As implantable devices become smaller and demand “smart” functionalities like wireless communication and advanced sensor arrays, an enormous strain is placed on their existing power architectures. Reduced implant battery life is quite concerning, because more implantation surgeries—and further chance for infection due to those surgeries—become both a health risk and added expense for patients.
One strategy to keep an implant’s battery chugging along effectively is to wirelessly charge the battery. However the traditional inductive coupling power transfer strategy typically used to charge cell phones has biocompatibility and alignment issues of its own. MDT wanted to learn more about alternative ways to wirelessly charge an implant’s battery, so spoke with Colin McCarthy, senior manager of business development for the medical, industrial, and defense industries at WiTricity. Here’s what he had to say:
MDT: What is the problem with using traditional magnetic induction to wirelessly charge implantable devices?
McCarthy: One of the central challenges of using traditional magnetic induction to wirelessly charge implantable devices is that induction requires very close proximity and precise alignment, meaning that this kind of technology is unable to charge deep inside the body. In addition, when not perfectly aligned, magnetic induction power transfer can generate heat that causes pain and burns to the skin. With magnetic resonance, on the other hand, more power can be safely transferred through the skin without the heating, invasiveness and risks associated with induction solutions.
MDT: How does coil misalignment during traditional magnetic induction heat up skin?
McCarthy: With traditional magnetic induction, even a slight misalignment of coils can result in substantially decreased efficiency. Efficiency loss manifests itself as heat. Therefore, in a traditional magnetic inductive system, when coils are misaligned, the resulting efficiency loses causes heating on the coils which in turn can substantially heat the skin around the implant.
MDT: Reliability has been a concern for wireless implant charging this far; how can it be improved?
McCarthy: With magnetic induction, implantable devices need to be closely aligned with the source in order to charge. Because it can be difficult to establish and maintain perfect alignment with an implanted device, charging can be difficult and lead to frustration from patients and caregivers.
Magnetic resonance, rather, delivers positional freedom — meaning the device does not need to be precisely aligned to the source to charge effectively. As a result of this positional freedom and efficiency, the system is much easier to use and can be more reliably charged. Even if the charging source is not precisely aligned or the implant moves around, high efficiency power transfer can still be achieved.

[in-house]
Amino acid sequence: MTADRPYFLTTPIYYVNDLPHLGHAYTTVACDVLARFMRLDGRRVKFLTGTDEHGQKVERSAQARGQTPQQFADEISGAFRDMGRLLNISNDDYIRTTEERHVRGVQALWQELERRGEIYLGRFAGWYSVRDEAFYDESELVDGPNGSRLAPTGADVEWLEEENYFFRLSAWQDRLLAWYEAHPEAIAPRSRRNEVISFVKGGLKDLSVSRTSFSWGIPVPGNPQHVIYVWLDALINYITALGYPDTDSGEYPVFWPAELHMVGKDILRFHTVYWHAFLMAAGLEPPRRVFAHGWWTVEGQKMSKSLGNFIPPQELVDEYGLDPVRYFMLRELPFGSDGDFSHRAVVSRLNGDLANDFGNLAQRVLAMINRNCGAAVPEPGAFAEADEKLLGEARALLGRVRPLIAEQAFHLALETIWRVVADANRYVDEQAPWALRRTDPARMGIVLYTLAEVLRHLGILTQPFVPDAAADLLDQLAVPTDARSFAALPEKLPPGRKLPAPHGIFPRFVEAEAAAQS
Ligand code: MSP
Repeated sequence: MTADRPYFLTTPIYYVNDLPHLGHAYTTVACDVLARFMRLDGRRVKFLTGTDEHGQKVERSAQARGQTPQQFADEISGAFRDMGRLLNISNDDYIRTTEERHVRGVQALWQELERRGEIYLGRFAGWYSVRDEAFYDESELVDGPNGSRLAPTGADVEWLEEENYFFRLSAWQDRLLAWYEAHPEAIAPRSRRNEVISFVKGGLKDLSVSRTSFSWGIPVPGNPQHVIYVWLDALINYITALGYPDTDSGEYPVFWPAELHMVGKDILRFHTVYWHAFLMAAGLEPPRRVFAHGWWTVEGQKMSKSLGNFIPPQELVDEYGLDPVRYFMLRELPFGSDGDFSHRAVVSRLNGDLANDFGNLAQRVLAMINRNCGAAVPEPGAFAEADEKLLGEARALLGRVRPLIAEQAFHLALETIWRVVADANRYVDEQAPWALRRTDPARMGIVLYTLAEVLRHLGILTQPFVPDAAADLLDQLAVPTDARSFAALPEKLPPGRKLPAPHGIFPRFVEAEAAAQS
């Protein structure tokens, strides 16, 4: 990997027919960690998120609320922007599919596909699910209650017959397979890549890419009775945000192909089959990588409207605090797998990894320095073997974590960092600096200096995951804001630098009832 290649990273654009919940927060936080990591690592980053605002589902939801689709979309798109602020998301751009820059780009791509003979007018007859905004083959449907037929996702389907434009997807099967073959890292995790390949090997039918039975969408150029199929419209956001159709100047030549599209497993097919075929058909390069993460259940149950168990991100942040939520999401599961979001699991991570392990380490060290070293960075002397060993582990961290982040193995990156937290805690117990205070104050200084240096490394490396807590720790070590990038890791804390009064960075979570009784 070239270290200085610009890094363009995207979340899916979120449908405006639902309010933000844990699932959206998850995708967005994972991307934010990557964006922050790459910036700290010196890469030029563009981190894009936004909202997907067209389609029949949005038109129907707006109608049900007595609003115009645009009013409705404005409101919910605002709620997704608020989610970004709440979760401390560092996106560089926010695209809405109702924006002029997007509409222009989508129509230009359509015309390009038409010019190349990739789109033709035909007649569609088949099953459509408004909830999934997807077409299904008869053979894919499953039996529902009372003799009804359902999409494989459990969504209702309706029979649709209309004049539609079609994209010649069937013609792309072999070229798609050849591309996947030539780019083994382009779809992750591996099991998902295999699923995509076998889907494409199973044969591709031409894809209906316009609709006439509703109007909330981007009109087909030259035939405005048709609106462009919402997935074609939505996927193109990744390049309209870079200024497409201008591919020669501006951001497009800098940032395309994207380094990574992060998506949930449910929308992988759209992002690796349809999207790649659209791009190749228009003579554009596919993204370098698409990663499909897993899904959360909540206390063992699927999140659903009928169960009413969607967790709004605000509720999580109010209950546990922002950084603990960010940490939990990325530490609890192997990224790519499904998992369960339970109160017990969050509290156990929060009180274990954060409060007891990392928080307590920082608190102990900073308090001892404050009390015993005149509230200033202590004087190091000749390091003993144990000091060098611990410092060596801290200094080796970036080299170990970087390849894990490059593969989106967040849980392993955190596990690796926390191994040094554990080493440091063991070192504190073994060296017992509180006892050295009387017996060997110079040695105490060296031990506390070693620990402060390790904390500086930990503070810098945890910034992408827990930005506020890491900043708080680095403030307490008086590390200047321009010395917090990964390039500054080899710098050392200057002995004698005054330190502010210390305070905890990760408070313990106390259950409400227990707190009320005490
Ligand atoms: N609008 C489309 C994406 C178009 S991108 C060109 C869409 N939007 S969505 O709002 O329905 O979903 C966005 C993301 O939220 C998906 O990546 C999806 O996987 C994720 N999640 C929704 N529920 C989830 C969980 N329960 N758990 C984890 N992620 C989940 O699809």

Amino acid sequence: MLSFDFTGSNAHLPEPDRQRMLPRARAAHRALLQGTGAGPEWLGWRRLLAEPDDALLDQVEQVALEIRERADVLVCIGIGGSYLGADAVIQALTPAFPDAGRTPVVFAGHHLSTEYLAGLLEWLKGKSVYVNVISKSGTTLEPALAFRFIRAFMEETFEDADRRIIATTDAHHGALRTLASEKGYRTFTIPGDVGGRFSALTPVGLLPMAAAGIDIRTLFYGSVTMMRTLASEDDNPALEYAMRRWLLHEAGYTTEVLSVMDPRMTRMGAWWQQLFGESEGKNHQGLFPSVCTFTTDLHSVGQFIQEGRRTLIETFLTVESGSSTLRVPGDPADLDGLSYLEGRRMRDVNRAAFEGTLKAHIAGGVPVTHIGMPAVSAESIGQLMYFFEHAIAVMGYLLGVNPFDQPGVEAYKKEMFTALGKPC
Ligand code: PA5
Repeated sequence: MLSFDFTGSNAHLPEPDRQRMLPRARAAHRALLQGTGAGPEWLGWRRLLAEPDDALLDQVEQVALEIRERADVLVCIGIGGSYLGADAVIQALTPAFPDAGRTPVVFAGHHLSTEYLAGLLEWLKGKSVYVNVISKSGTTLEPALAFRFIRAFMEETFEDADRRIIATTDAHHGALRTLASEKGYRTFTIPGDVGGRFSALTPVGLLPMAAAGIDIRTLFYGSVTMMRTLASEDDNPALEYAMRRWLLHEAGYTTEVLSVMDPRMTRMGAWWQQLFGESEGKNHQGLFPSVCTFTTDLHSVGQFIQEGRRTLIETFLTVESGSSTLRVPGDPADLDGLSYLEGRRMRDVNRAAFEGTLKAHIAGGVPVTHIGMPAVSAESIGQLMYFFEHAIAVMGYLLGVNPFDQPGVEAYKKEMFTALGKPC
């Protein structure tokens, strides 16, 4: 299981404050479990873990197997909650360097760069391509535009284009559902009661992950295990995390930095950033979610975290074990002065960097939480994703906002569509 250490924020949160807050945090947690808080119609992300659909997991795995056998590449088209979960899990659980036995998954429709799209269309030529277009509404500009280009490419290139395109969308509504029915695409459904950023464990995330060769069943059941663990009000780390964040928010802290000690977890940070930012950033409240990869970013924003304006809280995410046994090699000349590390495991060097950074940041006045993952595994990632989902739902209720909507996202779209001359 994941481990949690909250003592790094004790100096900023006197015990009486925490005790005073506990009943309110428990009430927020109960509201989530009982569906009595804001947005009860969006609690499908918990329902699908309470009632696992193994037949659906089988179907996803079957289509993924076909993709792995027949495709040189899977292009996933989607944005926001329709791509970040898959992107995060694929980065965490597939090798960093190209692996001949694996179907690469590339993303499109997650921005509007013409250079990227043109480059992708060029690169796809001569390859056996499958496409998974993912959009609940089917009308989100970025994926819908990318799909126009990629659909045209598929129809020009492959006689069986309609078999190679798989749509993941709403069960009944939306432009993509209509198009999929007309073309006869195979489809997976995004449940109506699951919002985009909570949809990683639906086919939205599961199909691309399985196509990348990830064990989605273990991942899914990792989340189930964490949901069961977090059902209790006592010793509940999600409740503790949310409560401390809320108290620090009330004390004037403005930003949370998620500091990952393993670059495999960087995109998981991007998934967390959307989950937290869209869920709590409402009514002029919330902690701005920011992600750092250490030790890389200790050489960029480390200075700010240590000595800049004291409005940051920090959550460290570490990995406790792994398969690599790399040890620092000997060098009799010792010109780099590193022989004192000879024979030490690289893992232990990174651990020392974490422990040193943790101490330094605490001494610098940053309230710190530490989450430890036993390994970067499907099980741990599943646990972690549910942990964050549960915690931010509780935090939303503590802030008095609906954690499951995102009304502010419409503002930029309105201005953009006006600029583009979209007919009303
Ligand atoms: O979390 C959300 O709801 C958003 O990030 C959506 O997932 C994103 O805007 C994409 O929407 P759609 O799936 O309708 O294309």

MDT: How much power transfer is safely possible with magnetic resonance induction?
McCarthy: WiTricity has developed systems capable of safely transferring milliwatts of power for wearable devices; watts for cell phones, tablets and notebooks; and kilowatts for electric vehicles. The amount of power that can be safely transferred to a medical implant is closely tied to the device’s power requirements, form factor, battery type and device side electronics design.
MDT: How does the design approach to a power module differ for more deeply implanted devices?
McCarthy: Magnetic resonance enables smaller, simpler designs that are less burdensome due to the increased efficiency of power transfer. With efficient wireless charging, batteries can be made smaller — thereby decreasing weight and size while offering a more comfortable experience for users.
MDT: Which implantables are you finding to be the best candidates for wireless charging? Why?
McCarthy: Implantable devices that require higher levels of power transfer, need to go deep into the body and/or require more frequent charging are good candidates for WiTricity’s technology as it enables flexible positioning and increased distance for high efficiency charging, as well as the ability to charge through non-metallic materials such as plastic and glass (and of course, human tissue).
MDT: Which implantables present a particular challenge to wirelessly charge? Why?
McCarthy: With traditional inductive charging, devices that need to go deep or in hard-to-reach parts of the body are challenging to charge, as are devices that require higher levels of power transfer (above 5W) or frequent charging. However, with magnetic resonance, all of these challenges are eliminated.
MDT: What new developments/opportunities do you think we’ll see in the next 5 years?
McCarthy: Through advancements made by our partners, like Greatbatch, that are committed to giving designers the tools they need to develop smaller, safer, easier to use and more reliable solutions for physicians and patients, we can expect patients to have more convenient charging experiences. We can also expect reduced battery sizes, deeper implantation, smaller more localized devices, as well as more complex neurostimulation and therapies that may require higher amounts of power.